DNS (Domain Name Server) records are strings of text stored online in association with your domain registry. These records contain instructions to help internet browsers reach your website servers, and also provide authentication and instruction for services associated with your online activity (including email).
Domain registrars are regulated by the global system of Regional Internet Registries.
- What do DNS records do for Cortex?
- How do I create/edit/manage my DNS records?
- What DNS records do I need for Cortex?
- What about DMARC?
What do DNS records do for Cortex?
For your Cortex integration DNS records enable our click tracking and branded unsubscribe links, establish SPF and DKIM email authorization, and allow for DMARC policies. (Learn more about SPF, DKIM, and DMARC.)
How do I create/edit/manage my DNS records?
DNS records can be set and edited inside your provider's account with relative ease. Instructions for some popular providers are linked below:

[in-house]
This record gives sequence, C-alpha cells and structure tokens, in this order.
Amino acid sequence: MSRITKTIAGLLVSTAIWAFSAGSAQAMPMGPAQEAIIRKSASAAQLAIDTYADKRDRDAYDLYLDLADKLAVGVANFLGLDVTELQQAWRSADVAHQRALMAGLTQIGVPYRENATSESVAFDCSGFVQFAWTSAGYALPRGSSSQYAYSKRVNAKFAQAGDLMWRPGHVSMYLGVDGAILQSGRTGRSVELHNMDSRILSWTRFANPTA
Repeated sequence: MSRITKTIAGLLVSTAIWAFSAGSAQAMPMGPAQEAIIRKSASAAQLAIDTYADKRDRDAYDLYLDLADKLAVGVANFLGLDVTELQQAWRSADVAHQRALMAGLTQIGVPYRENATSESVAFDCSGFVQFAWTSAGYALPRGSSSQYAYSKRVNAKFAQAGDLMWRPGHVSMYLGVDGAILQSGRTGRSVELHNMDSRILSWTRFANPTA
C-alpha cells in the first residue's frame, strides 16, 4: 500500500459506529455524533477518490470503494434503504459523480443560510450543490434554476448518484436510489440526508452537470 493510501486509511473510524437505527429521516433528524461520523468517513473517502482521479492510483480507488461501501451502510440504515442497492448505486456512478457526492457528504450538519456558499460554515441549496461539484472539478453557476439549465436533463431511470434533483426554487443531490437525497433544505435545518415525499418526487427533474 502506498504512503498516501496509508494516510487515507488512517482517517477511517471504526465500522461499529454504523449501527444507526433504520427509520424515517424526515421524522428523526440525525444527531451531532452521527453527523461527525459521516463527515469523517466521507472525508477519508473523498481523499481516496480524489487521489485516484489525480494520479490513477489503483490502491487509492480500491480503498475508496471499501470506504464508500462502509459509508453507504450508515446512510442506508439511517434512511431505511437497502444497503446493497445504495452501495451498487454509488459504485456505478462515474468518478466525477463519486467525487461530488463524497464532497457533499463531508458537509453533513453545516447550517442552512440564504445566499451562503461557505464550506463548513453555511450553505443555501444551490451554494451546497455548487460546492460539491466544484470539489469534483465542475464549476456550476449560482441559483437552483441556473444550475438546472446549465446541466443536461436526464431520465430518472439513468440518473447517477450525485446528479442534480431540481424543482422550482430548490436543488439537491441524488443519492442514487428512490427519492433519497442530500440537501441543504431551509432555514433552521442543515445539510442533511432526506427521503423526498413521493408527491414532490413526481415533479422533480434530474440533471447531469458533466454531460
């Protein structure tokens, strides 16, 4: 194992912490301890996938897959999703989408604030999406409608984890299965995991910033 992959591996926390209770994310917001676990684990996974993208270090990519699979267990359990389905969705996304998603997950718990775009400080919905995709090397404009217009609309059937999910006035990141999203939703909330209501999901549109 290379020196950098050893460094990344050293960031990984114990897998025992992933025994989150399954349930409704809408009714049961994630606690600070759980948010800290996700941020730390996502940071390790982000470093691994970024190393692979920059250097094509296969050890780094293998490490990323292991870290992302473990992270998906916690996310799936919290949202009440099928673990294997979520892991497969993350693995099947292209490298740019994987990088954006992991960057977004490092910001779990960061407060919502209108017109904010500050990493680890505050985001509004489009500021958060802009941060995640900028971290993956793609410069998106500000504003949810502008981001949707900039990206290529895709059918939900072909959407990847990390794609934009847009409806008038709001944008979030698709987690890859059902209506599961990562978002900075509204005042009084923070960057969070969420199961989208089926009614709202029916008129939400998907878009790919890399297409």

|Important: Some DNS providers do not require the domain name (e.g. yourbrand.com) in the Host values below. For example, rs.yourbrand.com should be entered as rs when you add it to your DNS.
What DNS records do I need for Cortex?
You will need 5 CNAME records for your Cortex integration. Examples are shown below:
- rs.yourbrand.com - This enables our click tracking in emails.
- unsub.yourbrand.com - This enables unique unsubscribe links for your brand.
- resci1.yourbrand.com - This enables us to "sign" your emails as an authorized sender.
- ctct1 & ctct2._domainkey.yourbrand.com - These are your Domain Key Identifiers for DKIM validation.
Contact tech support if you do not know your domain key values.
What about DMARC?
DMARC is an optional record that sets policies for Mailbox Providers to follow if any message from an @yourdomain.com email does not pass SPF and DKIM authorizations.
These policies are designed to catch messages pretending to come from your brand (such as phishing attacks). DMARC records can contain varying levels of instruction ranging from "none" (do nothing) to "reject."
An example record is shown below:
|TXT||_dmarc||v=DMARC1; p=reject?; fo=1|
Most providers will use _dmarc, _dmarc.@, or _dmarc.yourbrand.com for the host.